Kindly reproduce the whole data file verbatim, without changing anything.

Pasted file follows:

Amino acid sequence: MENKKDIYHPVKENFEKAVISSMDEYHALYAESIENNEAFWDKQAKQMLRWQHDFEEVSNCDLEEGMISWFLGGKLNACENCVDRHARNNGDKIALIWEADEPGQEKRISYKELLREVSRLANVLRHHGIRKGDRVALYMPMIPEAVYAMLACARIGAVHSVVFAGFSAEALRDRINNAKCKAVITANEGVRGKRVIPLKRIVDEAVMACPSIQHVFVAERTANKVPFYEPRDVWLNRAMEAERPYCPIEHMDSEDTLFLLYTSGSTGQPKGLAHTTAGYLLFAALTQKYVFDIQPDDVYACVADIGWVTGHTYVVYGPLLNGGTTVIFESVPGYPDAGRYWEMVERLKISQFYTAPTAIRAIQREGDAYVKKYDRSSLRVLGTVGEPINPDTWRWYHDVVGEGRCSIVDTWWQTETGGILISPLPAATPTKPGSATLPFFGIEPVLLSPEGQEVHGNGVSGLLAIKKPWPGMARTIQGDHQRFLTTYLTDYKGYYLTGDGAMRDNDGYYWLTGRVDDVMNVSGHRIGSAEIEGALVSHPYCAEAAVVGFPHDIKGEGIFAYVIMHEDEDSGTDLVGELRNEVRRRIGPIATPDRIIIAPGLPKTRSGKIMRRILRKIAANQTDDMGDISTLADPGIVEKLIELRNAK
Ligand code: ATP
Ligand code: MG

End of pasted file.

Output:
Amino acid sequence: MENKKDIYHPVKENFEKAVISSMDEYHALYAESIENNEAFWDKQAKQMLRWQHDFEEVSNCDLEEGMISWFLGGKLNACENCVDRHARNNGDKIALIWEADEPGQEKRISYKELLREVSRLANVLRHHGIRKGDRVALYMPMIPEAVYAMLACARIGAVHSVVFAGFSAEALRDRINNAKCKAVITANEGVRGKRVIPLKRIVDEAVMACPSIQHVFVAERTANKVPFYEPRDVWLNRAMEAERPYCPIEHMDSEDTLFLLYTSGSTGQPKGLAHTTAGYLLFAALTQKYVFDIQPDDVYACVADIGWVTGHTYVVYGPLLNGGTTVIFESVPGYPDAGRYWEMVERLKISQFYTAPTAIRAIQREGDAYVKKYDRSSLRVLGTVGEPINPDTWRWYHDVVGEGRCSIVDTWWQTETGGILISPLPAATPTKPGSATLPFFGIEPVLLSPEGQEVHGNGVSGLLAIKKPWPGMARTIQGDHQRFLTTYLTDYKGYYLTGDGAMRDNDGYYWLTGRVDDVMNVSGHRIGSAEIEGALVSHPYCAEAAVVGFPHDIKGEGIFAYVIMHEDEDSGTDLVGELRNEVRRRIGPIATPDRIIIAPGLPKTRSGKIMRRILRKIAANQTDDMGDISTLADPGIVEKLIELRNAK
Ligand code: ATP
Ligand code: MG